The number of alcoholics receiving treatment in Wigan is soaring well above the national average.
Figures released by NHS England paint a grim picture of how many people in the borough are on prescription drugs to help battle their addiction.
In 2016, 975 in every 100,000 people in Wigan received medicine for alcohol dependency: almost three times the UK average of 335.
Wigan Council public health director Prof Kate Ardern said: “Tackling the impact of alcohol remains a major challenge and we we’re working hard through the Young People’s Drug and Alcohol service and specialist treatment through the Wigan and Leigh Recovery Partnership to provide information and support for those affected.
“We recognise that figures nationally and locally still need to improve, and we’re confident that many of our new approaches will support us in making greater progress in addressing alcohol related issue.
“Our services across both young people and adults demonstrate our commitment to working proactively to engage with individuals at any stage of alcohol problems to improve health and wellbeing and the impact alcohol can have on the wider community. This includes working with partner agencies such as the Wigan and Leigh Recovery Partnership and individuals to get people into specialist services for alcohol use which is reflected through these figures. We offer a response for all individuals affected by alcohol, not just dependence that requires prescription.”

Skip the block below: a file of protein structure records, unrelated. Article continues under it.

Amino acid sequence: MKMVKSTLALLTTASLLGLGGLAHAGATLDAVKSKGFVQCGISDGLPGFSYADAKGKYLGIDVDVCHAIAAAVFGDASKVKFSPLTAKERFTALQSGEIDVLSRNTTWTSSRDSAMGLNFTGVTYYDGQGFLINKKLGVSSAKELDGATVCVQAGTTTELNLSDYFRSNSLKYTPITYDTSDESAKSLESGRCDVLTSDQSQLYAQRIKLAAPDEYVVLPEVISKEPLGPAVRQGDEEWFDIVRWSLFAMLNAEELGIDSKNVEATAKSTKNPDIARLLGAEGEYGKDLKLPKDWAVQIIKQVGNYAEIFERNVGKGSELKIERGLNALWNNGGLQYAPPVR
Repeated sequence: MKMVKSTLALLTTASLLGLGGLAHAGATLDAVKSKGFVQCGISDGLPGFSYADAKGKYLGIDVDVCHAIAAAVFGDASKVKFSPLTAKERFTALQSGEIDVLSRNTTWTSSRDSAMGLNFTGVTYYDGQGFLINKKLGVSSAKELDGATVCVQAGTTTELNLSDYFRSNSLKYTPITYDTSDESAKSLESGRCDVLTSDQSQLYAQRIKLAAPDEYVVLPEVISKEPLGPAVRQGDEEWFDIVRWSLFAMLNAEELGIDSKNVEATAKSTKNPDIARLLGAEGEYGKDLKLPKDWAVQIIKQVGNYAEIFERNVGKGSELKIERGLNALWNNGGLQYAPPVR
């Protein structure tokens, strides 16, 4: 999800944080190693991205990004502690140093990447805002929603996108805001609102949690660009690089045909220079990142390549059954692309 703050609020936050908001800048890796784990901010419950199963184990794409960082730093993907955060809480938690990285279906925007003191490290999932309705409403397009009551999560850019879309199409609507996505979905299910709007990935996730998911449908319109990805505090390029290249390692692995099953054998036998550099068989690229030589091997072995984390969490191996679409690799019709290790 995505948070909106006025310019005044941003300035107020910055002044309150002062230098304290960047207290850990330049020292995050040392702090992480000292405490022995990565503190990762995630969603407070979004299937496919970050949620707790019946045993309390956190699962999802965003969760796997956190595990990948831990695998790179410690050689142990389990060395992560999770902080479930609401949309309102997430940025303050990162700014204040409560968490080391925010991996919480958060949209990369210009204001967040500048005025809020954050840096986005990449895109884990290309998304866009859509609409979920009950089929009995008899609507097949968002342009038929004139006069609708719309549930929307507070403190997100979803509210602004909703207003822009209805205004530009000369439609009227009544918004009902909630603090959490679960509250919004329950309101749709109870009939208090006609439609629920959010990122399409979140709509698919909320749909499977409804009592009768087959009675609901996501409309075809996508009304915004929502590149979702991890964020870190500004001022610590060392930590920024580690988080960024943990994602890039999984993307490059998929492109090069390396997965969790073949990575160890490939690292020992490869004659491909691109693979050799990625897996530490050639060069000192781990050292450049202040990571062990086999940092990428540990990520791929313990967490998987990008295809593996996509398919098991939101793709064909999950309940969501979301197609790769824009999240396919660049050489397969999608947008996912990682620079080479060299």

The borough performs far worse than neighbouring Bolton, which only treated 394 people per every 100,000 last year and it is sixth worst nationally.
Prof Ardern added: “Additional investment has been made in the Enhanced Alcohol Pathway which has seen more people identified early to prevent problems from escalating, and through actively approaching individuals who frequently attend accident and emergency, we have seen a reduction in those individuals re-visiting due to issues with alcohol.”
Most alcoholics being treated are receiving Alcamprosate Calcium, a drug which helps to restore the chemical balance in the brain after an addict has quit alcohol.